Khalil Shikaki, leading Palestinian pollster and director of the Ramallah-based Palestinian Center for Policy and Survey Research (PCPSR), has told Al-Monitor that based on current polling, the Fatah movement would do well in parliamentary elections, but that President Mahmoud Abbas would not win. According to Shikaki, the only Fatah leader at present who could win an election is Marwan Barghouti, who is serving a long sentence in an Israeli prison.
Shikaki said polling data reveal that Abbas’ troubles go back to 2014. According to the PCPSR's most recent poll, conducted Sept. 14-16, and surveying 1,270 West Bank and Gaza residents, the PCPSR reported, “67% of Palestinians want President Abbas to resign and only 31% are satisfied with his performance.” If a presidential election was held between Abbas and Ismail Haniyeh, head of Hamas’ political bureau, the Hamas leader would receive 50% of the vote compared to 42% for Abbas. Like Abbas, Haniyeh would also lose to Barghouti, who would garner 59% to his 36%. In parliamentary elections, Fatah would garner 36% of the vote, while Hamas would come in second, with 29%, with third parties winning a combined 10%.
Shikaki believes that if the ongoing attempt at reconciliation between Fatah and Hamas succeeds, Abbas’ fortunes could improve, but only slightly. “Instead of two-thirds of polled Palestinians wanting him to resign, maybe the percentage will be closer to 60% or 55%,” he said. “There is still strong frustration with the performance of President Abbas among the majority of Palestinians.”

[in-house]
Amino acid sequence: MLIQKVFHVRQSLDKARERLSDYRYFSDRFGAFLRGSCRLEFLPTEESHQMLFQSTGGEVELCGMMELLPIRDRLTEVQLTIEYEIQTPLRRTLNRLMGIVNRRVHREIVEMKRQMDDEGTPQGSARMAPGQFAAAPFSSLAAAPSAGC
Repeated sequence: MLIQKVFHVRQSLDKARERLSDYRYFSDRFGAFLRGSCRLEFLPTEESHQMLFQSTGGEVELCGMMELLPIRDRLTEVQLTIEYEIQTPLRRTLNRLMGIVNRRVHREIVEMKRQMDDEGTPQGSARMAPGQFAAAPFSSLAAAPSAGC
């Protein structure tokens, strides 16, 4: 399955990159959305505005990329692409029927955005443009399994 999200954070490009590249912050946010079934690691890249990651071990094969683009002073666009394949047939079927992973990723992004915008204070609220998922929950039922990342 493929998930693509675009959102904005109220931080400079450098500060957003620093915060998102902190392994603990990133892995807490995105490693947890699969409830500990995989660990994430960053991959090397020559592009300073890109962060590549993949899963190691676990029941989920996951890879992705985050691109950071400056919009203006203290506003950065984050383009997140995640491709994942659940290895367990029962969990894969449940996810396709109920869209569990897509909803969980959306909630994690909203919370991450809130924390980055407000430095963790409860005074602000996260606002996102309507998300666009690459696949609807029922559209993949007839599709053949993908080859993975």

The pollster does not believe that Palestinians' frustration only relates to the punitive measures that Abbas has applied against Gaza. Rather, he said, “There are three reasons for this frustration. In addition to Palestinian anger over the reduced support to Gazans, there is frustration that his rule is becoming more autocratic and at the same time that Abbas is weak in standing up to the Israelis.”
Abbas has repeatedly said that he does not plan to run for president, but according to Shikaki, only Barghouti fares better in head-to-head competition against Hamas’ Haniyeh. “All other Fatah leaders — including every member of the Fatah Central Committee — are seen as too connected to Abbas, and not independent from him, and therefore they don’t fare any differently from Abbas in polls.”
Shikaki believes that if Abbas is definitely not running for re-election, he should “move quickly to provide an opportunity for a new leadership to emerge that will be seen as independent from [him] and will be able to forge a different direction and strategy for Palestinian independence.”
While Abbas’ numbers are not encouraging, consecutive polls indicate that support for Fatah remains more or less stable. The movement Abbas leads would fare better in parliamentary elections. “Their numbers are stable in the West Bank, but Fatah will need to do something about [Mohammed] Dahlan in Gaza,” Shikaki said.